The increase in the production of evidence maps and systematic reviews that collate the complete bodies of research evidence for policy has helped in negotiating the relationship between evidence production and the policy decisions they seek to inform. They have not, however, resulted in fundamental shifts within the evidence system nor consideration of the relationship between the evidence system and the routine use of evidence in policy. What is needed here is for both the evidence and policy communities to be advocating for the generation and use of bodies of evidence across sectors and between the different levels of policy development and implementation.

Have we left the evidence system behind?

Our conclusion, arising out of the arguments made, as to whether the evidence system has been left behind, is a resounding yes. Traditionally the system for generating evidence, in particular in academia, barely considers societal impact at all, and certainly has limited – if any – relationship to policy priorities. The majority of research commissioning lacks comprehensive, unbiased and transparent consideration of the existing body of research prior to funding of new research (Morciano et al. 2020), and, as such, fails to identify known research gaps, and risks duplication of effort (Chalmers et al. 2014; Sarewitz, 2018). Most researchers work within a system that rewards publications and citations without consideration of wider societal impacts. Dissemination of research findings to anyone outside of the research community remains the exception. Collation of evidence-bases into evidence maps and systematic reviews remains a niche activity that is underfunded and poorly understood by many within the research sector and broader evidence system. The EIP movement is driven by a relatively small community of researchers that aim to facilitate the relationship between evidence and policy, but for whom change in the policy system remains the goal, whilst the evidence system is neglected. We think it is time for this neglect to be addressed with due diligence.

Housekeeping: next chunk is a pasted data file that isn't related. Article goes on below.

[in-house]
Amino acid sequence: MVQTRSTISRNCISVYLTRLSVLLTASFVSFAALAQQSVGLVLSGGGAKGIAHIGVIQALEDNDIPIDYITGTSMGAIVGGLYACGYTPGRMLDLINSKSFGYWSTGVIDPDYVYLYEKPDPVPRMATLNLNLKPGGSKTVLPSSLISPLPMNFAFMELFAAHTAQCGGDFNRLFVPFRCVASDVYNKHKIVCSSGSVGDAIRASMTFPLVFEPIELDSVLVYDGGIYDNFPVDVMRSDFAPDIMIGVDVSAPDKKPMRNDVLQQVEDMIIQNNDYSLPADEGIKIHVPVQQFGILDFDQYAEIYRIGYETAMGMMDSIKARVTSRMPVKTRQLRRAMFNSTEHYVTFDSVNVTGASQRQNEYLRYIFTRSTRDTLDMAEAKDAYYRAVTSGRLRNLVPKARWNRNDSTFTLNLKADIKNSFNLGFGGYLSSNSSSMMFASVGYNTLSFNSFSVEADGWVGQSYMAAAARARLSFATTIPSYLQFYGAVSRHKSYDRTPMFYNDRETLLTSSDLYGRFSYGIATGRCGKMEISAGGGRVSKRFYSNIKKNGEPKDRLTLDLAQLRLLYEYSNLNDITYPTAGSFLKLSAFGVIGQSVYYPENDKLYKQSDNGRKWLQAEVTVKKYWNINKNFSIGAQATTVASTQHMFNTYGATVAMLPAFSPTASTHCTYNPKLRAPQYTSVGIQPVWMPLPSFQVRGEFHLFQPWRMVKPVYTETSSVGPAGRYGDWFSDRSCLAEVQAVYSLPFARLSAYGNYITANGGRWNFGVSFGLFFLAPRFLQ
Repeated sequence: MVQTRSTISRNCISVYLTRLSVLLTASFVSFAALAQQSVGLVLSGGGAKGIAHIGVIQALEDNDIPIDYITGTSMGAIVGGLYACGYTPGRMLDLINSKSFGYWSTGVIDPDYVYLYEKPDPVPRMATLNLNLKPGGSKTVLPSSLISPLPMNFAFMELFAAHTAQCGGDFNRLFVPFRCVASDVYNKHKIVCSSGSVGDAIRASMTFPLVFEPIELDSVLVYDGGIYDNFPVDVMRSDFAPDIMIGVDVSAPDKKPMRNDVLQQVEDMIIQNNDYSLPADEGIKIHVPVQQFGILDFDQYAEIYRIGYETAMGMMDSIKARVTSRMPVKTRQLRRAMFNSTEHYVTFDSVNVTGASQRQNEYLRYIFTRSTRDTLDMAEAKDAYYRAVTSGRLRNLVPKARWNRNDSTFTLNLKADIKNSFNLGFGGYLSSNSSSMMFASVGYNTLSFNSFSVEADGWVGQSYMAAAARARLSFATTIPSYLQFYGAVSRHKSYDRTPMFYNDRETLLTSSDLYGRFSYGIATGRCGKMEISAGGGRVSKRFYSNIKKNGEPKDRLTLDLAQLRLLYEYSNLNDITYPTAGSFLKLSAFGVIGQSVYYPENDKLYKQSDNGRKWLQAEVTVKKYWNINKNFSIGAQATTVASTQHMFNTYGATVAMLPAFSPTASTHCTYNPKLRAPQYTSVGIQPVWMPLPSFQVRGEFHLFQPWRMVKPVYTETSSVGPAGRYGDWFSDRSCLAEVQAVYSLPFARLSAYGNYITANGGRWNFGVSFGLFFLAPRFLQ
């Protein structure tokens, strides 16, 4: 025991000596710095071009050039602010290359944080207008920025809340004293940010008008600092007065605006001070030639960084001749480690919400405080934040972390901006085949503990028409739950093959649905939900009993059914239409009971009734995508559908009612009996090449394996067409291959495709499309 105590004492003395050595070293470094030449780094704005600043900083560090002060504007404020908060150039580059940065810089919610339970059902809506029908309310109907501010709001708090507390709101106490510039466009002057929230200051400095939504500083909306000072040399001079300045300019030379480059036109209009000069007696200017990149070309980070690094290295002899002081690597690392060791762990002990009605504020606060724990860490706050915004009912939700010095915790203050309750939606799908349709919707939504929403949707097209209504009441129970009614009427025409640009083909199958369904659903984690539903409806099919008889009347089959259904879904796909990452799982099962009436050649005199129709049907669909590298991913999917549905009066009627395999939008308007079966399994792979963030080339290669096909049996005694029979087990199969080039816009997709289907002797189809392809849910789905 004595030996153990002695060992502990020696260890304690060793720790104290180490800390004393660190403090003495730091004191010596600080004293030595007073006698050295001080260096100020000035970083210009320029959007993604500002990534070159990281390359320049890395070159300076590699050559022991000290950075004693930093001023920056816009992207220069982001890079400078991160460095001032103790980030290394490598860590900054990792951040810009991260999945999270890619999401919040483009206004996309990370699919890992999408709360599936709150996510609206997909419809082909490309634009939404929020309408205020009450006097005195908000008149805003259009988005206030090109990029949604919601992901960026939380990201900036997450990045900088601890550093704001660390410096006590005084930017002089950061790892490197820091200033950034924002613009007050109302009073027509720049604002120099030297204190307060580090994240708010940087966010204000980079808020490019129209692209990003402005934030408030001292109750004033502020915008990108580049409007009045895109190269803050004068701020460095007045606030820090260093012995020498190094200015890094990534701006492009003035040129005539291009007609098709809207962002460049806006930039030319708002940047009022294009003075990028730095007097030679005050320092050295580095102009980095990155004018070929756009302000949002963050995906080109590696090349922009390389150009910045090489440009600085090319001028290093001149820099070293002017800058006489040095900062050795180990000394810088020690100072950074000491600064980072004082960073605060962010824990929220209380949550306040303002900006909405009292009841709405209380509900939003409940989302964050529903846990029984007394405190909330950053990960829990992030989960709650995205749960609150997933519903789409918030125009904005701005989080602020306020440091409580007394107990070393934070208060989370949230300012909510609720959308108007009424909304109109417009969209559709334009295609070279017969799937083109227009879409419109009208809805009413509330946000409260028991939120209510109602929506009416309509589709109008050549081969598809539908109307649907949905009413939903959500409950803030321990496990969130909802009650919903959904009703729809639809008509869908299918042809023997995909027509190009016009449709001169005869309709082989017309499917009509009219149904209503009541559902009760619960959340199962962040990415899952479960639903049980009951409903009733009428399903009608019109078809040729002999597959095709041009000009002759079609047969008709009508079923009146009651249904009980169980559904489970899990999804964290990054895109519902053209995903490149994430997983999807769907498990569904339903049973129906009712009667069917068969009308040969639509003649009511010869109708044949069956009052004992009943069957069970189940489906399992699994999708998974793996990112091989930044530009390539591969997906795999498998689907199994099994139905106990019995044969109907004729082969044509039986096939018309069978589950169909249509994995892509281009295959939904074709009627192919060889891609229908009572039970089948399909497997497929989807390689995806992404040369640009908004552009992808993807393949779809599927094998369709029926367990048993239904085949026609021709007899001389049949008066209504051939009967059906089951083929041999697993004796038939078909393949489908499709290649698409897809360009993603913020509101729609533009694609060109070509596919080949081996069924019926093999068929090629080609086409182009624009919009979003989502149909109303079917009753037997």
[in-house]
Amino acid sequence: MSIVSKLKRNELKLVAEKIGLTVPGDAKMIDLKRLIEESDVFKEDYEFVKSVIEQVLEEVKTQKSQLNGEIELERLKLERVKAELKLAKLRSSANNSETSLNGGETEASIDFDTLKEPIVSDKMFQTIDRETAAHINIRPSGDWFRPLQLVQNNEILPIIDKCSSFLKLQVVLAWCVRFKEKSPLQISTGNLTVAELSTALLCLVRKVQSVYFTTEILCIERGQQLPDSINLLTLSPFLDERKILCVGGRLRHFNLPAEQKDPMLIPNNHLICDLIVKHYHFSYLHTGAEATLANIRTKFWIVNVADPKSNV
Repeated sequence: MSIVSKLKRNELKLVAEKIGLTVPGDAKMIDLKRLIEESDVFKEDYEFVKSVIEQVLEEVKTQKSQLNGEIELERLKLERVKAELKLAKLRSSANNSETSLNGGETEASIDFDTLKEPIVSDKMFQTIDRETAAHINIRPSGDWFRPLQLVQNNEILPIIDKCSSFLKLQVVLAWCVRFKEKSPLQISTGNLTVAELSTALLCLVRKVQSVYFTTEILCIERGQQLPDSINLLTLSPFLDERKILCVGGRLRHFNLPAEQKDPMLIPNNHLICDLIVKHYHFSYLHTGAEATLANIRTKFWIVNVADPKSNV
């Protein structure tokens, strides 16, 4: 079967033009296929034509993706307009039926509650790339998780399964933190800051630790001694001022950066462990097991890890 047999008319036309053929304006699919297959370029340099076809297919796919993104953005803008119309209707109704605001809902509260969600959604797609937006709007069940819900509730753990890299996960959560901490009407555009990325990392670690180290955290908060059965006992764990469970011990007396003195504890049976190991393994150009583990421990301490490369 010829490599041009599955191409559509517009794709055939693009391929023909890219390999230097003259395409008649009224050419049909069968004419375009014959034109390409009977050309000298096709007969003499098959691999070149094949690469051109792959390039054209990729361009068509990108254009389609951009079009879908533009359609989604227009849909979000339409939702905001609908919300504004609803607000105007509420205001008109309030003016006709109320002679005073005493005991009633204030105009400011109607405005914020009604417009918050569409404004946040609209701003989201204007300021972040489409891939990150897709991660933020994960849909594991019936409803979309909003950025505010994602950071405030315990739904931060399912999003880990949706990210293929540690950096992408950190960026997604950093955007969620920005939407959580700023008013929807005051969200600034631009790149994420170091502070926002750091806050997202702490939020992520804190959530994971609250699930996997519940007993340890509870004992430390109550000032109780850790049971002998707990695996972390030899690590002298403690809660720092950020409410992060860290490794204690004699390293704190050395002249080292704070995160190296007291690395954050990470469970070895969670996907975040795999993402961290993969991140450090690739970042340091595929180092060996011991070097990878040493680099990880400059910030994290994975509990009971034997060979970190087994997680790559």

What might a “transformed evidence system” look like?

In recognition that researchers cannot seek to reform the policy system without also reforming the evidence system of which they are part, this paper proposes some building blocks for a transformed evidence system and invites further dialogue about these proposals. If evidence-use were to be institutionalised within the evidence system, we would hope to see:

  1. (1)

    Evidence-informed policy activities focused on understanding and integrating the relationship between the evidence and policy systems including clearer channels for communication, learning and collaboration amongst those within the two systems.

  2. (2)